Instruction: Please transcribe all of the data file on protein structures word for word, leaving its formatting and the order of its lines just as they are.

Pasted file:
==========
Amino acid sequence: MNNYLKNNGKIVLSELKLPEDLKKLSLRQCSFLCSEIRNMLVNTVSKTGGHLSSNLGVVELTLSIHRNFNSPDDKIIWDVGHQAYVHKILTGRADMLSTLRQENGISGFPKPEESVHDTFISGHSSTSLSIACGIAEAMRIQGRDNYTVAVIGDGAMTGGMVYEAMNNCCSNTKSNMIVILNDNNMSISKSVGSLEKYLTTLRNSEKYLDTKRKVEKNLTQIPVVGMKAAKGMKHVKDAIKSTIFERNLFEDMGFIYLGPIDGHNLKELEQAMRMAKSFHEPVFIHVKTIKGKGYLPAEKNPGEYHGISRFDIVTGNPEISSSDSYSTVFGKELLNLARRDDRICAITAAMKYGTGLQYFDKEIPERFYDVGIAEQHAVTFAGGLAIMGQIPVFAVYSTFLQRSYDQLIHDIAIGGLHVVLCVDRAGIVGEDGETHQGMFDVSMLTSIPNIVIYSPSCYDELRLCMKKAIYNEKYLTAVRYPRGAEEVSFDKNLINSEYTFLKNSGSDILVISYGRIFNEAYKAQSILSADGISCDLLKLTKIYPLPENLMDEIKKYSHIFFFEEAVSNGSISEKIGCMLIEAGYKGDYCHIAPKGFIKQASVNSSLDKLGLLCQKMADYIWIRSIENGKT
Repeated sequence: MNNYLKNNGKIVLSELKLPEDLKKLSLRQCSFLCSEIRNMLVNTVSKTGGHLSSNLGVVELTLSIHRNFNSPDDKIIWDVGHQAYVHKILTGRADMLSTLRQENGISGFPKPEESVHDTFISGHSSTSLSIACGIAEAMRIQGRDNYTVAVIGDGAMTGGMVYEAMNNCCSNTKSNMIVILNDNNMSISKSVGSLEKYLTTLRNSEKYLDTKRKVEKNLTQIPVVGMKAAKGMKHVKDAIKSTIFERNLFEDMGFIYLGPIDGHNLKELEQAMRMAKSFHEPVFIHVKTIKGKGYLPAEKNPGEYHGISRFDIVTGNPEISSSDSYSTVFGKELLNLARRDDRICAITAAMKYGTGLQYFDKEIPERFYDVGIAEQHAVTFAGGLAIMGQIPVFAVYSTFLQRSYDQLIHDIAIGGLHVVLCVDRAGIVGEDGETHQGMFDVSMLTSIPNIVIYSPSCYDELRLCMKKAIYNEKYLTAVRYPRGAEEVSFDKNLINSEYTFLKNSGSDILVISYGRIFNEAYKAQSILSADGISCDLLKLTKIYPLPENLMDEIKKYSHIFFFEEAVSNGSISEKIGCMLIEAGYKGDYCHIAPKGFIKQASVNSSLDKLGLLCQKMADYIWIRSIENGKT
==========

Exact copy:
Amino acid sequence: MNNYLKNNGKIVLSELKLPEDLKKLSLRQCSFLCSEIRNMLVNTVSKTGGHLSSNLGVVELTLSIHRNFNSPDDKIIWDVGHQAYVHKILTGRADMLSTLRQENGISGFPKPEESVHDTFISGHSSTSLSIACGIAEAMRIQGRDNYTVAVIGDGAMTGGMVYEAMNNCCSNTKSNMIVILNDNNMSISKSVGSLEKYLTTLRNSEKYLDTKRKVEKNLTQIPVVGMKAAKGMKHVKDAIKSTIFERNLFEDMGFIYLGPIDGHNLKELEQAMRMAKSFHEPVFIHVKTIKGKGYLPAEKNPGEYHGISRFDIVTGNPEISSSDSYSTVFGKELLNLARRDDRICAITAAMKYGTGLQYFDKEIPERFYDVGIAEQHAVTFAGGLAIMGQIPVFAVYSTFLQRSYDQLIHDIAIGGLHVVLCVDRAGIVGEDGETHQGMFDVSMLTSIPNIVIYSPSCYDELRLCMKKAIYNEKYLTAVRYPRGAEEVSFDKNLINSEYTFLKNSGSDILVISYGRIFNEAYKAQSILSADGISCDLLKLTKIYPLPENLMDEIKKYSHIFFFEEAVSNGSISEKIGCMLIEAGYKGDYCHIAPKGFIKQASVNSSLDKLGLLCQKMADYIWIRSIENGKT
Repeated sequence: MNNYLKNNGKIVLSELKLPEDLKKLSLRQCSFLCSEIRNMLVNTVSKTGGHLSSNLGVVELTLSIHRNFNSPDDKIIWDVGHQAYVHKILTGRADMLSTLRQENGISGFPKPEESVHDTFISGHSSTSLSIACGIAEAMRIQGRDNYTVAVIGDGAMTGGMVYEAMNNCCSNTKSNMIVILNDNNMSISKSVGSLEKYLTTLRNSEKYLDTKRKVEKNLTQIPVVGMKAAKGMKHVKDAIKSTIFERNLFEDMGFIYLGPIDGHNLKELEQAMRMAKSFHEPVFIHVKTIKGKGYLPAEKNPGEYHGISRFDIVTGNPEISSSDSYSTVFGKELLNLARRDDRICAITAAMKYGTGLQYFDKEIPERFYDVGIAEQHAVTFAGGLAIMGQIPVFAVYSTFLQRSYDQLIHDIAIGGLHVVLCVDRAGIVGEDGETHQGMFDVSMLTSIPNIVIYSPSCYDELRLCMKKAIYNEKYLTAVRYPRGAEEVSFDKNLINSEYTFLKNSGSDILVISYGRIFNEAYKAQSILSADGISCDLLKLTKIYPLPENLMDEIKKYSHIFFFEEAVSNGSISEKIGCMLIEAGYKGDYCHIAPKGFIKQASVNSSLDKLGLLCQKMADYIWIRSIENGKT